A viral post on social media criticising the TV licence suggested that Scots are less likely to pay for it than people in other parts of the UK.
It shows a letter sent by TV Licensing that writing has been added to, criticising the TV licence as a “fraud” and saying there is “no law that requires a person” to pay for it.
The headline attached to the image says “Scotland has the lowest amount of people paying the TV licence. Well done Scotland”.
Ferret Fact Service looked at the claim and found it Unsupported.
Money raised from TV licences in the UK, which cost £159 a year, is used to fund public service broadcaster the BBC. The money is used to pay for shows and services including TV, radio, the BBC website and catch-up service iPlayer.
The BBC is responsible for issuing TV licences, but it outsources the administration of that to companies including Capita Business Services. Those companies use the trademarked name TV Licensing to carry out that work.
According to government figures, 27 million UK households – the equivalent of 95 per cent – owned at least one television at the beginning of 2020. TV Licensing data shows that in the 2019-20 year there were 25.5 million TV licences in force in the UK, equivalent to about 94 per cent of households with a television. The figures are not broken down by constituent nation.
In a report published earlier this year, the UK Government found an estimated licence fee evasion rate of 7.25 per cent across the UK. However BBC Licence Fee Unit estimates – made in March 2016 – showed that the highest proportion of licence fee evaders were based in Scotland.
At that time it was thought that 10 per cent of all Scottish households in possession of a television had failed to pay the licence fee. The evasion rate in Northern Ireland was estimated to be nine per cent and in England and Wales it was thought to be six per cent.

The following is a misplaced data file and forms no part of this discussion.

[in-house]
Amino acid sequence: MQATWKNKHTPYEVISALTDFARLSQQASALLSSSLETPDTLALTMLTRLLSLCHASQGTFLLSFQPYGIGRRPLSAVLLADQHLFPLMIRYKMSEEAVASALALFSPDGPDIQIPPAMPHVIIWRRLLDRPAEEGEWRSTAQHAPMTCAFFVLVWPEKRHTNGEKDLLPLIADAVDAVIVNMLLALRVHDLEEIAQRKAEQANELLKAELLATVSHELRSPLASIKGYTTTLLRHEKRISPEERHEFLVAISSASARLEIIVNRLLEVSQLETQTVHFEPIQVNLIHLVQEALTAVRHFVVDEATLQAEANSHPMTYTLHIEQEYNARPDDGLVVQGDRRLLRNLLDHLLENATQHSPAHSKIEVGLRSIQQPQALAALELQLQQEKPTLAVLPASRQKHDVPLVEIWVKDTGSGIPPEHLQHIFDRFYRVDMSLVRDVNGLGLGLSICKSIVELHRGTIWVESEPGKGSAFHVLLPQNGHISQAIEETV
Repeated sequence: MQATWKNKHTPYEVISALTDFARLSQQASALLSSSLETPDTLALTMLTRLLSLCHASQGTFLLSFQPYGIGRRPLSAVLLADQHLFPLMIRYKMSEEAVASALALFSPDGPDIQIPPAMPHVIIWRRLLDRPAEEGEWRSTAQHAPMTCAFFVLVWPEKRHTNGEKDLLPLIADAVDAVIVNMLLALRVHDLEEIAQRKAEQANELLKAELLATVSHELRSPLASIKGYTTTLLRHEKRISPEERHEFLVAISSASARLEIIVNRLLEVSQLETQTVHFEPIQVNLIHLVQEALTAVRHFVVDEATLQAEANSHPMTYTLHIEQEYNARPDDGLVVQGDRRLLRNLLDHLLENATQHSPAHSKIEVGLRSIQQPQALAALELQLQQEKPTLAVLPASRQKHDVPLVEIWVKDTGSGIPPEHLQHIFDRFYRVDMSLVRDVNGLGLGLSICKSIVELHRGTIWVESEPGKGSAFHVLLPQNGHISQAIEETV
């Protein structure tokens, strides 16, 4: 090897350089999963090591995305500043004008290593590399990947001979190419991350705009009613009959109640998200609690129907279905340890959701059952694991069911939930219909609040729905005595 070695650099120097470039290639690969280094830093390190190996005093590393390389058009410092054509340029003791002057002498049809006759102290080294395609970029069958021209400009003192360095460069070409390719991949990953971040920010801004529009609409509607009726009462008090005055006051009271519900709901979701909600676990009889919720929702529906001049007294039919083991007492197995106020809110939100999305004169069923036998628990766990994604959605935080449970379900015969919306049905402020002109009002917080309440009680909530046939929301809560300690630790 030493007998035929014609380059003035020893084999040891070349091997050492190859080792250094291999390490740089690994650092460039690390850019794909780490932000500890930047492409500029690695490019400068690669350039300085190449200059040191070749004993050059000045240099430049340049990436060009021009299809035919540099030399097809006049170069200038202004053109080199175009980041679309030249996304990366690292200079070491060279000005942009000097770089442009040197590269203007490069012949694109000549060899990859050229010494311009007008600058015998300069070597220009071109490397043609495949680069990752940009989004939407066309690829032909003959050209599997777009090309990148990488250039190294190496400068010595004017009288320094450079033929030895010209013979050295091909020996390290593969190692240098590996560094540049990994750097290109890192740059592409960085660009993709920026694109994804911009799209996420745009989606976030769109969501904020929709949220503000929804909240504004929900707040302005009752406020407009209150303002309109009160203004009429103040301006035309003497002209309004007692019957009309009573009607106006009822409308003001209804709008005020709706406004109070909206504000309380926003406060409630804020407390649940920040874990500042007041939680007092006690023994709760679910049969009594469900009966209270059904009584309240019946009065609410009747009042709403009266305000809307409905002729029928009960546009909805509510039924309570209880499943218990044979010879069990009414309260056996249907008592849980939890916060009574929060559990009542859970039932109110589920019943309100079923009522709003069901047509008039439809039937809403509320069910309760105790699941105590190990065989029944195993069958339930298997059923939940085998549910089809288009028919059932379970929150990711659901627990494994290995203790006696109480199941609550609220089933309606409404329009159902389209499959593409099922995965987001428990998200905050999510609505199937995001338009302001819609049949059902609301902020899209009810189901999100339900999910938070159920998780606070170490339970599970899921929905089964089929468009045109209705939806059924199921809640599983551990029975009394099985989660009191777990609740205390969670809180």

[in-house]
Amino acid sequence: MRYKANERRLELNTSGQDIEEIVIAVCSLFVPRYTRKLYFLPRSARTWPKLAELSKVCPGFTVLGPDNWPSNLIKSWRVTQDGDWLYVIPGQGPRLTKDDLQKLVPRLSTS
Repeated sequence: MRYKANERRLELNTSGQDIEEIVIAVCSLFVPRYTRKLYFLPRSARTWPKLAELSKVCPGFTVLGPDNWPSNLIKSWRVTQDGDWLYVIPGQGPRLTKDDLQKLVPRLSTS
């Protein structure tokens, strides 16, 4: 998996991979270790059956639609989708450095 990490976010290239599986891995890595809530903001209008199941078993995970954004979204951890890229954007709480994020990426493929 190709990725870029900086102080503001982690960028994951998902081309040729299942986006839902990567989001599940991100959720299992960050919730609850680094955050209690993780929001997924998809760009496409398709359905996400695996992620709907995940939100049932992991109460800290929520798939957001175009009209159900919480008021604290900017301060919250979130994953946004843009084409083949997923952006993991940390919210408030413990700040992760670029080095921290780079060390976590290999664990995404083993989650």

Is it a legal requirement to have a TV licence?
Under the terms of the Communications Act, which passed into law in 2003, it is not a criminal offence to own a television without also having a licence but it is against the law to use one to watch live or catch-up programmes without a licence. The act specifically states that “a person who installs or uses a television receiver [without a licence] is guilty of an offence”.
You do not have to own a TV to be required to pay a licence fee. If you watch live programmes, or BBC programmes on demand or via the iPlayer streaming service, you still need a valid licence. You do not need a licence if you only watch non-BBC streaming services which do not show live TV, such as Netflix, or use your TV to watch home media such as DVDs or Blu-Ray discs.
The Communications Act was passed at Westminster and the legislation applies in all four UK nations.
As well as being responsible for collecting the licence fee, the BBC is responsible for enforcing it. In the first instance enforcement action includes “sending frequent letters” and “making contact by phone”.
The BBC also has the authority to get a search warrant to determine whether a TV receiver is being used illegally and says that “as a last resort” it will pass cases of evasion in Scotland to the Procurator Fiscal “who will decide what action to take, what charges should be brought, and in which court any prosecution should take place”. Penalties include a maximum fine of £1,000.
Ferret Fact Service verdict: Unsupported
Figures from the BBC Licence Fee Unit estimated that Scotland had the highest proportion of licence fee evaders in the UK in 2016. These are the latest figures, but are five years out of date. There is no breakdown of figures available on the number of Scots paying who hold a TV licence so we cannot say for sure if it remains the case that Scotland has the “lowest amount of people paying the TV licence”.
It is incorrect to say there is “no law that requires a person” to pay for a TV licence. It is a criminal offence to own a television without a licence if you watch live TV of any type or BBC programmes via catch up services.
Ferret Fact Service (FFS) is a non-partisan fact checker, and a signatory to the International Fact-Checking Network fact-checkers’ code of principles. All the sources used in our checks are publicly available and the FFS fact-checking methodology can be viewed here. Want to suggest a fact check? Go to ideas.theferret.scot, email us at firstname.lastname@example.org or join our Facebook group.
Photo thanks to iStock/borevina.